US 20090224539 A1
A distributed system of electrical generators utilizing wind driven natural motion of trees comprises a novel energy producing system. The network of the generators, PRGs, derives torque from the back and forth swaying of neighboring trees. Cables, one set of cables for support and the other acting as a spring-tensioned flexible rack that drives the pinion gear of the PRG and also supports the PRG, between the trees are attached to the PRGs and provide the tension required to support and retract the PRG mechanism. Tree saddles attach the PRG cabling to the trees. As the trees sway independently the separations between the trees fluctuate periodically and the PRGs convert these fluctuations into rotational forces that drive the generators. The PRGs make use of a flexible rack and pinion design to convert the relative tree motion into torque and achieves the requisite RPM by cascading a sequence of large-small gear pairs, one such pair in each PRG utilizing a one-way clutch torque converter, ultimately meshing with a small gear on the generator shaft. Springs are used to return the PRGs to their neutral positions (wherein the trees are stationary) and maintain cable tautness when the tree separation periodically lessens by tensioning the rack and pinion cable. The electrical energy derived from the asynchronous motions of the trees, is independent of the direction of the wind and is integrated with other PRGs through rectifiers and to external electrical systems through the use of existing technologies that regulate, condition and control the electrical output.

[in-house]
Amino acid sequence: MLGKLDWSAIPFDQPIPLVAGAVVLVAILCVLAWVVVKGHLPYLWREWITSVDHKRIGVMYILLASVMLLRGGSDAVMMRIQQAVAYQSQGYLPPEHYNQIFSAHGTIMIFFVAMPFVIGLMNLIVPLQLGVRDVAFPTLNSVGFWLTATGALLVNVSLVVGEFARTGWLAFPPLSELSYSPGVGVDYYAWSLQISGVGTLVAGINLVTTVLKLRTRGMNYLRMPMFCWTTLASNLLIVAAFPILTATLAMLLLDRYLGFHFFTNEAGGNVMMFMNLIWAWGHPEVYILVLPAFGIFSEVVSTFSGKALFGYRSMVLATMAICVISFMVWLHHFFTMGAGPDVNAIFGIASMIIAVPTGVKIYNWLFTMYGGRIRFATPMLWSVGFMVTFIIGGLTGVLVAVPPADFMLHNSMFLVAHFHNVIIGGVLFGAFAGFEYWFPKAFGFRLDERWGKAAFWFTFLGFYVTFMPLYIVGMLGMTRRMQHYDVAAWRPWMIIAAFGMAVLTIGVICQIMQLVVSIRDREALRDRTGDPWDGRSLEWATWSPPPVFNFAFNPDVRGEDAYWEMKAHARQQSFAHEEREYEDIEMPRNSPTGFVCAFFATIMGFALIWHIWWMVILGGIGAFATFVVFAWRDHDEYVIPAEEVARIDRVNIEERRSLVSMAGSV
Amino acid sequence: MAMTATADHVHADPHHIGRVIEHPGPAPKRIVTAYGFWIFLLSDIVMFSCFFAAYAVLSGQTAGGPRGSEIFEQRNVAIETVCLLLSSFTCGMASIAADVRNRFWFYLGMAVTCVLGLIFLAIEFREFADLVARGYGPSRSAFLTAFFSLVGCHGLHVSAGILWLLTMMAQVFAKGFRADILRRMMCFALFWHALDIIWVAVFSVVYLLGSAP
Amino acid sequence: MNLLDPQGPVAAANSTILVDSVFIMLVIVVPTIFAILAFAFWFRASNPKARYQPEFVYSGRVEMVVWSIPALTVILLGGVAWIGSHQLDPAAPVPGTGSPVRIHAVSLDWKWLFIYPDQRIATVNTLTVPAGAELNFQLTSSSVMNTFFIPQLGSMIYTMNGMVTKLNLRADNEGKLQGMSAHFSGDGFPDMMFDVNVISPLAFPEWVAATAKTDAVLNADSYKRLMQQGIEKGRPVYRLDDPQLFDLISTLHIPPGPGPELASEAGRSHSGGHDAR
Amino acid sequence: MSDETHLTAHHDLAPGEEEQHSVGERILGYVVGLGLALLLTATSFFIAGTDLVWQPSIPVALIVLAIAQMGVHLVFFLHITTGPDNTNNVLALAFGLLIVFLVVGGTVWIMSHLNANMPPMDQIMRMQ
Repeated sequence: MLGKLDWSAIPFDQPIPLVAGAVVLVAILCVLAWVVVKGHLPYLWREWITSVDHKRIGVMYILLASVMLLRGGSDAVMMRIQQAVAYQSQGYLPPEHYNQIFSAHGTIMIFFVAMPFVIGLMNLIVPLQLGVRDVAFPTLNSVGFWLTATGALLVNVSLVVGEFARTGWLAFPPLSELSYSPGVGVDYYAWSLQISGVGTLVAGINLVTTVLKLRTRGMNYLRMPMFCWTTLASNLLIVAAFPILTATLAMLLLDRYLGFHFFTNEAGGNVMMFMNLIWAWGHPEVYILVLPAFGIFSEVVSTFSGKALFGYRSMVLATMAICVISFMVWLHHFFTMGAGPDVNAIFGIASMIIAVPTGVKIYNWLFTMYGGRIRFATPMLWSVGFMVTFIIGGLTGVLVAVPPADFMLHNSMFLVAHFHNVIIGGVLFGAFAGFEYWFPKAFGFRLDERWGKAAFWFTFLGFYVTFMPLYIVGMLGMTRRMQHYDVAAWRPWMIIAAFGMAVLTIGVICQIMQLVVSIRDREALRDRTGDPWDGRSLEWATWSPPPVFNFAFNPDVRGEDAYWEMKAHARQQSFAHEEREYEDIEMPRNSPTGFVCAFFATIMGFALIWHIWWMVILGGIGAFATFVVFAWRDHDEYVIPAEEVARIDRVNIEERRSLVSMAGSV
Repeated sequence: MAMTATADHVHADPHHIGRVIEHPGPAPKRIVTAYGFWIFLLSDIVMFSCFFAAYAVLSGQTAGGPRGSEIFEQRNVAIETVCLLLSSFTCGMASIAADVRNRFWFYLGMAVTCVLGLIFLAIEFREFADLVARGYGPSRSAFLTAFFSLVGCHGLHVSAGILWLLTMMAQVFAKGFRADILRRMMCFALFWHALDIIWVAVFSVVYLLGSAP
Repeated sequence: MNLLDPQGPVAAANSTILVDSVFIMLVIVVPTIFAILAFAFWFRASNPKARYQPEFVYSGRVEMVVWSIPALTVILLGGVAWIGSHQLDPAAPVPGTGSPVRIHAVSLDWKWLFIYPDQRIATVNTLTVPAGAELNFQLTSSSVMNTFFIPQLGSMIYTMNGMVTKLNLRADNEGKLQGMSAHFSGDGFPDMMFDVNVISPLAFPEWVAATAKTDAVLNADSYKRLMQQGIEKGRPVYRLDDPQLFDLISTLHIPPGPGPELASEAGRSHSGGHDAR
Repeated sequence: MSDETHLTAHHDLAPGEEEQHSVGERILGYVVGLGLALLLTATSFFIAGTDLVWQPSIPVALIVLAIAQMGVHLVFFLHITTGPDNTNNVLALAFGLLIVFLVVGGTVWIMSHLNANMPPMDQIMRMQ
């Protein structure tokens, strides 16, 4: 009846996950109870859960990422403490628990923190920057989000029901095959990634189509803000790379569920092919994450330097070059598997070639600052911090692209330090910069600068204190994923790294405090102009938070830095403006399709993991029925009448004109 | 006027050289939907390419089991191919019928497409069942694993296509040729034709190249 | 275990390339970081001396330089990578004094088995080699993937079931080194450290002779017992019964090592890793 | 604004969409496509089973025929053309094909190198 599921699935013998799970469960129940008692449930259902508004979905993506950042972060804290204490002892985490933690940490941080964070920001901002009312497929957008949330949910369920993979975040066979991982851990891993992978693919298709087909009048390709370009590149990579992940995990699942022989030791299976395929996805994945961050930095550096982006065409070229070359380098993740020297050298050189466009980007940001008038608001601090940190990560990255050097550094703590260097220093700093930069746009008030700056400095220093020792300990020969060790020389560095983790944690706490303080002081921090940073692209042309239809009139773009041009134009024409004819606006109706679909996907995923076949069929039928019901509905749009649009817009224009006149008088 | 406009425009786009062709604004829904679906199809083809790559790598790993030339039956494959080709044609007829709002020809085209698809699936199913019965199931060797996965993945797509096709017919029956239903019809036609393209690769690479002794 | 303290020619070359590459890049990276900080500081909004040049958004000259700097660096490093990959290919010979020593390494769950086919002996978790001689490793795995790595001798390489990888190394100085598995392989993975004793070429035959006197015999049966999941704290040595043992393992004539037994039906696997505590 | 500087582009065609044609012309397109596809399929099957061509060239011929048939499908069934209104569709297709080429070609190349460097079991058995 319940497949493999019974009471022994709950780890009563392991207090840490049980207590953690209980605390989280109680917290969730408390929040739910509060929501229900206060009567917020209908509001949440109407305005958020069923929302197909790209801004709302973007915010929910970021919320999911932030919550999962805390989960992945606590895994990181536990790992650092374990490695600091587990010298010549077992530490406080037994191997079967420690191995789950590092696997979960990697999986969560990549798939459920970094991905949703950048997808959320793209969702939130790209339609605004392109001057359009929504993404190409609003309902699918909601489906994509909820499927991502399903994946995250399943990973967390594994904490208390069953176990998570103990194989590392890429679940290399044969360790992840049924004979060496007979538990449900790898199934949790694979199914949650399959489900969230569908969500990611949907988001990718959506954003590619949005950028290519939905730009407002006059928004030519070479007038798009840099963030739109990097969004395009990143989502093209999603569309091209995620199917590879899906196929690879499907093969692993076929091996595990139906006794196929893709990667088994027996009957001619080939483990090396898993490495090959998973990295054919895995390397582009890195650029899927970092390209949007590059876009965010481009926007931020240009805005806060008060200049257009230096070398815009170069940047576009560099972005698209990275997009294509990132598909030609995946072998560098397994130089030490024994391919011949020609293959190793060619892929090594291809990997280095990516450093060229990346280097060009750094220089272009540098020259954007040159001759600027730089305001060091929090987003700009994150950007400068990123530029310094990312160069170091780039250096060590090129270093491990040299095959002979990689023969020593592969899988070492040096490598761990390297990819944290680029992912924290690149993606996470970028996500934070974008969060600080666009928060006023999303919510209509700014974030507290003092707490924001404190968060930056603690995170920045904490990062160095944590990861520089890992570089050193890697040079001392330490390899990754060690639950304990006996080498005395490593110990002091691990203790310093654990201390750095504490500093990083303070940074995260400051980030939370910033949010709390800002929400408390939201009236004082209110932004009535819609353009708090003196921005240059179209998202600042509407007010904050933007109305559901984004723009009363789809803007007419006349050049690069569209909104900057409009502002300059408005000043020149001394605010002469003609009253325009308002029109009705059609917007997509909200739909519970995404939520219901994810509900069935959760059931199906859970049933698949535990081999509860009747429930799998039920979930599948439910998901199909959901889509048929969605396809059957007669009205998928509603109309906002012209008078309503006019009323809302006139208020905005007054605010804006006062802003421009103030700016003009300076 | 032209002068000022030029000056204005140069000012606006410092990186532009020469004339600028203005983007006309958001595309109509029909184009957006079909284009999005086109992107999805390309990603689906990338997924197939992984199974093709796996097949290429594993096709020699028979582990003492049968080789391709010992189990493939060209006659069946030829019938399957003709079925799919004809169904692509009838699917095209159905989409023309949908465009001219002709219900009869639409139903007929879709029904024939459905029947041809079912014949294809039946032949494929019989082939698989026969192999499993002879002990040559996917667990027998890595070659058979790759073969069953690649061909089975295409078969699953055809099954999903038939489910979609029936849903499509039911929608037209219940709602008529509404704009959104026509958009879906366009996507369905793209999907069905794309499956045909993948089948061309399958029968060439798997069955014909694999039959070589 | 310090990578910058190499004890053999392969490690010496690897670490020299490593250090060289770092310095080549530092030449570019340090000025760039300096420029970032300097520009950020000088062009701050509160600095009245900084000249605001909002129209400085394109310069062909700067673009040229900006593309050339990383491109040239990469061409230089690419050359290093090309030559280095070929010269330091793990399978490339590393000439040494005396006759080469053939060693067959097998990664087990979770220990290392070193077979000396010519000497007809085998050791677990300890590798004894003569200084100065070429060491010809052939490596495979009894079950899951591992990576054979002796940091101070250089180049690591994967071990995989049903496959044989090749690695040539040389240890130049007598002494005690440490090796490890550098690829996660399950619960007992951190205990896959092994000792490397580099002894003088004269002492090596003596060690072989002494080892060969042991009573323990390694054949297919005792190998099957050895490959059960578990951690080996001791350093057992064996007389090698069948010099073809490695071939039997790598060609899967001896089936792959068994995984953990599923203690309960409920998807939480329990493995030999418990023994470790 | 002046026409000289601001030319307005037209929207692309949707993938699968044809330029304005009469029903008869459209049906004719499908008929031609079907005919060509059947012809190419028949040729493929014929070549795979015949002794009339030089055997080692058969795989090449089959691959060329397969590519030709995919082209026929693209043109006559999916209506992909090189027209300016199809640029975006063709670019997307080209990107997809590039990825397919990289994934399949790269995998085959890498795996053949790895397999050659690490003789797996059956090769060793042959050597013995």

1. A distributed set of generators that derive their actuating torque from the natural motion of trees, and comprising:
Pull-retract generators (PRGs) suspended between neighboring trees, and
Single and Double point Tree saddles that attach the PRG cables to the tree trunks without injury to the trees, and
Rack and Pinion and support cables that connect the tree saddles to the PRGs providing the necessary tension, and